Adress
In the vicinity of the Royal Institute of Natural Sciences of Belgium, Rue Vautier, 31 Brussels
GPS coordinates :
50.8379 , 4.3775
Scientific inventory
655
Tree-Walk through Leopold's Park

Identity

Category :
Arbre remarquable
Latin name :
Aesculus hippocastanum
French name :
Marronnier commun
Dutch name :
Witte paardenkastanje
English name :
Common horse chestnut
Family :
Aesculus
Height :
22 m
Targeted height :
This species can grow up to 30–35 m
Diameter of the crown :
20 m
Trunk circumference :
323 cm
Expected circumference :
700 cm
Expected longevity :
Can live for 300 years
Origin / Indigenous
Originally from the Balkans and Anatolia, it spread throughout Europe in the middle of the 16th century
Favorite soil :
Likes all soil types, but not too dry if possible
Favorite climate
Cool to temperate and Mediterranean

Usefulness and services of the tree :

Enhances the landscape :
+++ A living monument in the landscape, with a unique architecture
Enhances the biodiversity :
+++ veteran tree that supports plants, lichens, fungi, insects and bird nests
Provide oxygen :
+++
Purify the air :
+++ idem
Filter the water :
++
Prevents flooding :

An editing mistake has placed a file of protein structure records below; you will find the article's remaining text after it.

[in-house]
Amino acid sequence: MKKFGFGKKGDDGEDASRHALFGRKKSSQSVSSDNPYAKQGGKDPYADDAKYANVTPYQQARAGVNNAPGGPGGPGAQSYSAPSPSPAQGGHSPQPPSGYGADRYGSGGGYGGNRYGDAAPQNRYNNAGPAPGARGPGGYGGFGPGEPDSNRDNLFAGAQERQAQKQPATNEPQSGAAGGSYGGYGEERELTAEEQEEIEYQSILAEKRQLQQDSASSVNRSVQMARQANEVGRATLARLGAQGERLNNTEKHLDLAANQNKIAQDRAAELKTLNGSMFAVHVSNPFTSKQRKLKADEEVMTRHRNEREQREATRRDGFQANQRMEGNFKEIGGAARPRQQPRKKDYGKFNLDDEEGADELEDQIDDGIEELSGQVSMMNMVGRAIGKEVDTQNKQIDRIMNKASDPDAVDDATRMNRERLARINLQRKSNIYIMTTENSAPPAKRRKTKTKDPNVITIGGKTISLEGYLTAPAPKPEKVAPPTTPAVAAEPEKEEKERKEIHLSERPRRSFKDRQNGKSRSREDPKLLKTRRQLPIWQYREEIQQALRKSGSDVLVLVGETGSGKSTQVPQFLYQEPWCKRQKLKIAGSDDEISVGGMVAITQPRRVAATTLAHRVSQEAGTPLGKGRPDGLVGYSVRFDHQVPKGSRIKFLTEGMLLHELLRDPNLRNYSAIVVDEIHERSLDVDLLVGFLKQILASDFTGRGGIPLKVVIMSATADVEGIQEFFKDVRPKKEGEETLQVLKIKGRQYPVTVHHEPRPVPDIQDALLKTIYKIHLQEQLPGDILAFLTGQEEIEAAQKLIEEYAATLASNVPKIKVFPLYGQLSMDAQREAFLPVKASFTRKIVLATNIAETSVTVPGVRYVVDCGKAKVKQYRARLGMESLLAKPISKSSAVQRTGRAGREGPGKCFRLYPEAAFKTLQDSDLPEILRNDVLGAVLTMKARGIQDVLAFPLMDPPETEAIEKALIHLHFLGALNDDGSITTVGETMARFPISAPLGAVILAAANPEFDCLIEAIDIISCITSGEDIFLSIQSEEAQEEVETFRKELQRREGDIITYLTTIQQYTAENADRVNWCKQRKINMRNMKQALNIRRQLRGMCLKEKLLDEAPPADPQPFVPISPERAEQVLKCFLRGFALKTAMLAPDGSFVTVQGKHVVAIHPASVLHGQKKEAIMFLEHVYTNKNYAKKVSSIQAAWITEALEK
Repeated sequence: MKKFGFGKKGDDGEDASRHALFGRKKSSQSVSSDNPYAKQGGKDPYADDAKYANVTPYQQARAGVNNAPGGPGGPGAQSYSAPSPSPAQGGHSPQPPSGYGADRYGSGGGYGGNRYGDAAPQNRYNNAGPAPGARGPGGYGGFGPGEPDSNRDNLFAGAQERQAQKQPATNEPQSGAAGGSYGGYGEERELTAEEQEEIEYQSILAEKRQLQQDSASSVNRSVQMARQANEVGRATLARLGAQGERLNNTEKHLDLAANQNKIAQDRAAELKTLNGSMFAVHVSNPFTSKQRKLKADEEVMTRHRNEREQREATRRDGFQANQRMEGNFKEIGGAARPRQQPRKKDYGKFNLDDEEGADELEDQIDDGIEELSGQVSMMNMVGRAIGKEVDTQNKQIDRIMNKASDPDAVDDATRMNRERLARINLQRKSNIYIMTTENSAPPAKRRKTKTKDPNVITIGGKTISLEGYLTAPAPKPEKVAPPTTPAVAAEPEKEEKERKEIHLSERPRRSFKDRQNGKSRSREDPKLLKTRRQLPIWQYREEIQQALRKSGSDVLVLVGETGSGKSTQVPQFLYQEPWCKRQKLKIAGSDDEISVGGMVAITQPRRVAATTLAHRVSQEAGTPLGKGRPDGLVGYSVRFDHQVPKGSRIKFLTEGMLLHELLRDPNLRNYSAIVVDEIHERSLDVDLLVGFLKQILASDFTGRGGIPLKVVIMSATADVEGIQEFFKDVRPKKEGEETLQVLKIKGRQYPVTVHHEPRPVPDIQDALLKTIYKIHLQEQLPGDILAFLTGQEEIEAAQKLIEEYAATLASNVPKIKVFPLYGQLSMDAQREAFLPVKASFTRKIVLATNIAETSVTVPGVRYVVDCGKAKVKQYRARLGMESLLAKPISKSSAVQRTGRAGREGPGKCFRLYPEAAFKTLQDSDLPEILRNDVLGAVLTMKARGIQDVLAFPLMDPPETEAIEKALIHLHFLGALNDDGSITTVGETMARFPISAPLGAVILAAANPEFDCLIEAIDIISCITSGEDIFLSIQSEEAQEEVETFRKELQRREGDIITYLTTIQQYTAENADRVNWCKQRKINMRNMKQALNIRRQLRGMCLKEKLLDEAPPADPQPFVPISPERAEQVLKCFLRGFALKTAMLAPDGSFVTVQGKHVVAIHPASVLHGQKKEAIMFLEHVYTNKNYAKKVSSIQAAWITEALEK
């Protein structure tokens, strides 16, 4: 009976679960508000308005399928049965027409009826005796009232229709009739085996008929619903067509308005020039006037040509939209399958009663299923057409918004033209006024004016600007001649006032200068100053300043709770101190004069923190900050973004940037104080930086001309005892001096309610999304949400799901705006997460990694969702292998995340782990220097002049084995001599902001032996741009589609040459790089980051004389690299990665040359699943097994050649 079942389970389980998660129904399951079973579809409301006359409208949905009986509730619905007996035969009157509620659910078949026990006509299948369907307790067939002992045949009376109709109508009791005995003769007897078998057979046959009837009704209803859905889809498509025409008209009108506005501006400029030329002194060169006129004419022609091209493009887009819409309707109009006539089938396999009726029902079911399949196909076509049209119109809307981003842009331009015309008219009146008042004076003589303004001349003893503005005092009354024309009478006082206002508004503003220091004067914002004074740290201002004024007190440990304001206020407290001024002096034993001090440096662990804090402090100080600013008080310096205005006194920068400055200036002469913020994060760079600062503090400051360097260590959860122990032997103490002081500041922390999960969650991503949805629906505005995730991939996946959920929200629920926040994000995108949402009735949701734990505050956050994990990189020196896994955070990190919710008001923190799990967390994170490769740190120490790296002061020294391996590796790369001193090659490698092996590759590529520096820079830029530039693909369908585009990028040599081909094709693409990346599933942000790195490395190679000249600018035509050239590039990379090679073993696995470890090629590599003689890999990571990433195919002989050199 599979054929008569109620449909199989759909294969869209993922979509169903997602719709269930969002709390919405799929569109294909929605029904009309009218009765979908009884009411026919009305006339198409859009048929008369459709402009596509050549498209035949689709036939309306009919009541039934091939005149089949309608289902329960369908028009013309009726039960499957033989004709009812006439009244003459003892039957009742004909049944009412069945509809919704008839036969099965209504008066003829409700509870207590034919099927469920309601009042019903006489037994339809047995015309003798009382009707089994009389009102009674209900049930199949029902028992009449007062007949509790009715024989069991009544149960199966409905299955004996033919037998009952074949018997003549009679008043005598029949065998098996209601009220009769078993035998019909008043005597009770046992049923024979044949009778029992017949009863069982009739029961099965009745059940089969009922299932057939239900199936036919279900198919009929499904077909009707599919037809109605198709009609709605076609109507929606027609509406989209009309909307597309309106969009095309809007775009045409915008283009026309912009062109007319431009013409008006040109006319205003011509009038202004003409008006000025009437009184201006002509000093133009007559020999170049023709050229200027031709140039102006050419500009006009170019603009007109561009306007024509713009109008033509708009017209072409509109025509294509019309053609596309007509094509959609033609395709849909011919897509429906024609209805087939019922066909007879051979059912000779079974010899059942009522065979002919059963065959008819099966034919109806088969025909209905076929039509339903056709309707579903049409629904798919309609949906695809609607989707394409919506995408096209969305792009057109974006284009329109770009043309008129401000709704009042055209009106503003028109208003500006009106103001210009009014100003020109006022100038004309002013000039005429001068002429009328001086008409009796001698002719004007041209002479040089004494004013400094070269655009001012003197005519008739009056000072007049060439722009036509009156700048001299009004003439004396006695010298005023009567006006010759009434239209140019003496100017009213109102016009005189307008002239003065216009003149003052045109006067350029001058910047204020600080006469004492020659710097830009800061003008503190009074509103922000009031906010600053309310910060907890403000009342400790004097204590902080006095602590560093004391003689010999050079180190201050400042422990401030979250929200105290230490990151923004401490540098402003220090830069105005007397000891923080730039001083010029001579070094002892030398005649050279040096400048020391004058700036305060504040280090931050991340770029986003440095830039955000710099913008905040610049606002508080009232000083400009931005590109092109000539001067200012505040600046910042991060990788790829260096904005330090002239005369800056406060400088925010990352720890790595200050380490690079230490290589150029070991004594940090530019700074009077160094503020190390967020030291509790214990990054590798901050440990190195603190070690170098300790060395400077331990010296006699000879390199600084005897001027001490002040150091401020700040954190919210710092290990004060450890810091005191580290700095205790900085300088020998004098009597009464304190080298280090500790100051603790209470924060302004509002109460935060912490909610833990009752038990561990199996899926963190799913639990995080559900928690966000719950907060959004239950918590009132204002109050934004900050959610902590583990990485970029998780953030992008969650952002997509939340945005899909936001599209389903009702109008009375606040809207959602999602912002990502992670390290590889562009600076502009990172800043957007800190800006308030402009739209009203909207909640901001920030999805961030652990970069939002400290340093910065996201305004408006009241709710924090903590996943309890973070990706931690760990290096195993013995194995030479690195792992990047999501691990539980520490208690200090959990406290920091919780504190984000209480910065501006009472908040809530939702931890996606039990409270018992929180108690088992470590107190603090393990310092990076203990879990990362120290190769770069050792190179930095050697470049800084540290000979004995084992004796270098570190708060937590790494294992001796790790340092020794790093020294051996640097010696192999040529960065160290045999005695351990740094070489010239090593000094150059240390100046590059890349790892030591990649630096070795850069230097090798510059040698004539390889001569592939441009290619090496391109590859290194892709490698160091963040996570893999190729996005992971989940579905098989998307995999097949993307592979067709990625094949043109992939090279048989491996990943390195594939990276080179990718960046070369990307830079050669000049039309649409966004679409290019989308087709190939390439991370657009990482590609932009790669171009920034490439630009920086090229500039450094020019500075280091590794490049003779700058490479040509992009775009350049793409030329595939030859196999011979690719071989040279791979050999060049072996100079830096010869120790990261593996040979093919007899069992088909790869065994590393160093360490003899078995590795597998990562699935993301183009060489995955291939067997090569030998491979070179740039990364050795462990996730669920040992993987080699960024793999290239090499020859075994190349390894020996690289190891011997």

not relevant criterion: tree at the top of the slope
Stores carbon :
+ large trunk biomass but its wook is degrading fast
Softens the climate :
++
Limits soil erosion :
++
Does good, heals :
++
Collection of the Belgian State, permanent loan to the Meise Botanic Garden : Hempel, Die Bäume und Sträucher dese Waldes, pl. 47, 1889

Features and characters of the individual

This gigantic common horse chestnut, as wide as it is high, sits at the top of the hill in Leopold Park. Stocky and powerful, almost intimidating, the tree is the guardian of the small entrance to the park. It is impossible not to notice it, not to slow down. Its presence is so strong, its crown is so dense. Its heavy branches, which cross the path, command the visitor’s respect. A little more and you’d have a hard time getting by. They are sprawling. They control the space, cross paths and fences, and in several places take root in the ground. They seem strangely alive. They give the tree a monstrous appearance. It is called "Le Poulpe". The kind of specimen found in Greek mythology: which Ulysses could have found on his Odyssey.

Photos: Priscille Cazin - Zerolutions/32shoot asbl
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